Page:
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Royal Jewels in Focus: Queen Elizabeth II’s Brazilian Aquamarine Parure 

As the monarch, Queen Elizabeth II owns an extensive collection of jewels, however not all belong to her specifically. The collection is comprised of those belonging to the state – the Crown Jewels, and those belonging to her private collection. The Crown Jewels are held in trust by The Queen and are only worn on specific events like coronations and the annual opening of Parliament. During other events like banquets, state visits, and family events, The Queen wears pieces from her extensive private collection.
Many of the pieces in Her Majesty’s personal collection have been passed down through several generations. However, one of the most spectacular modern pieces came in 1953 as a gift from the President and people of Brazil on the occasion of her coronation. Made by Rio de Janeiro’s Mappin & Webb, the Brazilian Aquamarine Parure’s original set includes a necklace and matching pendant earrings comprised of multiple oblong pieces of Brazilian aquamarine set in diamond and platinum. The necklace consists of nine large oblong aquamarine stones with a larger drop pendant. Interestingly, additional perfectly matched pieces of aquamarine continued to be collected within Brazil, and in 1958, they were given to The Queen in the form of a similarly designed bracelet and brooch to add to her existing set.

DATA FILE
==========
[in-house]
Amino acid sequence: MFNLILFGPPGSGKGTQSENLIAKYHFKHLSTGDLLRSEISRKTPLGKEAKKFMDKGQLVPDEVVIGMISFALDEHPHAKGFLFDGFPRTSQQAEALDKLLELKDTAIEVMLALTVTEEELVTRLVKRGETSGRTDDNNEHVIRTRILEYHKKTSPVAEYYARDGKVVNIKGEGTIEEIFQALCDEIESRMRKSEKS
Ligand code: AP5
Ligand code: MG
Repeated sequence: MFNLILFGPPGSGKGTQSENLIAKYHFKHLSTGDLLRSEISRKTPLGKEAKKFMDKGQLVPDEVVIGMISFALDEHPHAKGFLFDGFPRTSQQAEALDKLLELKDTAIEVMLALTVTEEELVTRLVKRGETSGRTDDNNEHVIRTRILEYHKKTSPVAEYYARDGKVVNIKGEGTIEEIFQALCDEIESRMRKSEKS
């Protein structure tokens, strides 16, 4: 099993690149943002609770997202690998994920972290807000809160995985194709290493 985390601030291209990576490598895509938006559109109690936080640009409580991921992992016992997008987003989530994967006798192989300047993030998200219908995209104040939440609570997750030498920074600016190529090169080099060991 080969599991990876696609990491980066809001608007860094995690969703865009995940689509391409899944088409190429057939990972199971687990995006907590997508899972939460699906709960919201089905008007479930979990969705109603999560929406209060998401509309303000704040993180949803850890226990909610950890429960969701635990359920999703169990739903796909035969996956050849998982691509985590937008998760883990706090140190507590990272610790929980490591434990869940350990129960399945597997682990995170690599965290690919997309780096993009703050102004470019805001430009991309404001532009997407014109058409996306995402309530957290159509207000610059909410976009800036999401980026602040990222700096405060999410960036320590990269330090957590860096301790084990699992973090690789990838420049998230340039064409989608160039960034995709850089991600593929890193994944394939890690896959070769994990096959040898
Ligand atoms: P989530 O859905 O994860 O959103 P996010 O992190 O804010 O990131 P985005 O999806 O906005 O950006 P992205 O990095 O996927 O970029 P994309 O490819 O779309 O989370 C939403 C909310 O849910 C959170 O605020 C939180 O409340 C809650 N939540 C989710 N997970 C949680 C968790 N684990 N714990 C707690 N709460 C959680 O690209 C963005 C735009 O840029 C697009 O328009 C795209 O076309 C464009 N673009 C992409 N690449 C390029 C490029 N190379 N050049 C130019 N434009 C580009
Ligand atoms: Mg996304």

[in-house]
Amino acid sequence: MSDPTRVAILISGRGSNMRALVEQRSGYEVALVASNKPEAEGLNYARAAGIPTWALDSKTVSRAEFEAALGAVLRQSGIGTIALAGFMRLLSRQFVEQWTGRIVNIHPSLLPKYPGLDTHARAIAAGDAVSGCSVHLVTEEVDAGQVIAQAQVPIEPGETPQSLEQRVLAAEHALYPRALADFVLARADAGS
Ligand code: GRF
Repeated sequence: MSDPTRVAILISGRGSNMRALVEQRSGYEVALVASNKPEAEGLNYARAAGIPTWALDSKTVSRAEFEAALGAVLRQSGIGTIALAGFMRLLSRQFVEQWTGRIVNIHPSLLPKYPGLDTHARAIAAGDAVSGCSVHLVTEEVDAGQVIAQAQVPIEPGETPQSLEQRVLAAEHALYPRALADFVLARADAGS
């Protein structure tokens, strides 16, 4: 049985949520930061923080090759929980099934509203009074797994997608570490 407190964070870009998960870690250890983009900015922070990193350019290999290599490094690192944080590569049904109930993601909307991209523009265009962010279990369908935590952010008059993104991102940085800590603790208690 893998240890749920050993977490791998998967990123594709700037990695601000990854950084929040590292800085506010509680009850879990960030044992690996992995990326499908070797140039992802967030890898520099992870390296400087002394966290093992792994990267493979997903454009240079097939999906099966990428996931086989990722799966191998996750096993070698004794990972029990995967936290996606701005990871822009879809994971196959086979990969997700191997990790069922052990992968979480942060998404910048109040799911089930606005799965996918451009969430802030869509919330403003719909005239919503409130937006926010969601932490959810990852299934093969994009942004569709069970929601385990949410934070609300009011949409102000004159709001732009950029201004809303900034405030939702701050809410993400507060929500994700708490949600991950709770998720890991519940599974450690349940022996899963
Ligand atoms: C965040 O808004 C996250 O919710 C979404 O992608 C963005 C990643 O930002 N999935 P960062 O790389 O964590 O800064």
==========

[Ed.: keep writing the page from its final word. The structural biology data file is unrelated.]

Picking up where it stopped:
Having been worn by Her Majesty many times since she received it, the set has been added to by The Queen herself, making it particularly unique as she has adjusted it over time to reflect her style. In 1957, she commissioned court jeweller, Garrard, to make a simple diamond and aquamarine tiara to accompany the set. As is the case with many tiaras, the upright aquamarines are detachable and can be worn as brooches. In 1968, Her Majesty was given additional jewels by the Governor of São Paulo, which she then utilised once again to add to her existing tiara. This time in 1971, she added four aquamarine and diamond scroll ornaments around the existing upright aquamarines making it recognisable as the tiara she still wears today.
This particular set has been worn on many significant occasions, and most recently in 2011, on The Queen’s trip to Australia. It is also not uncommon for Her Majesty to wear individual pieces of this set during the day, as she has many times with the Parure brooch.

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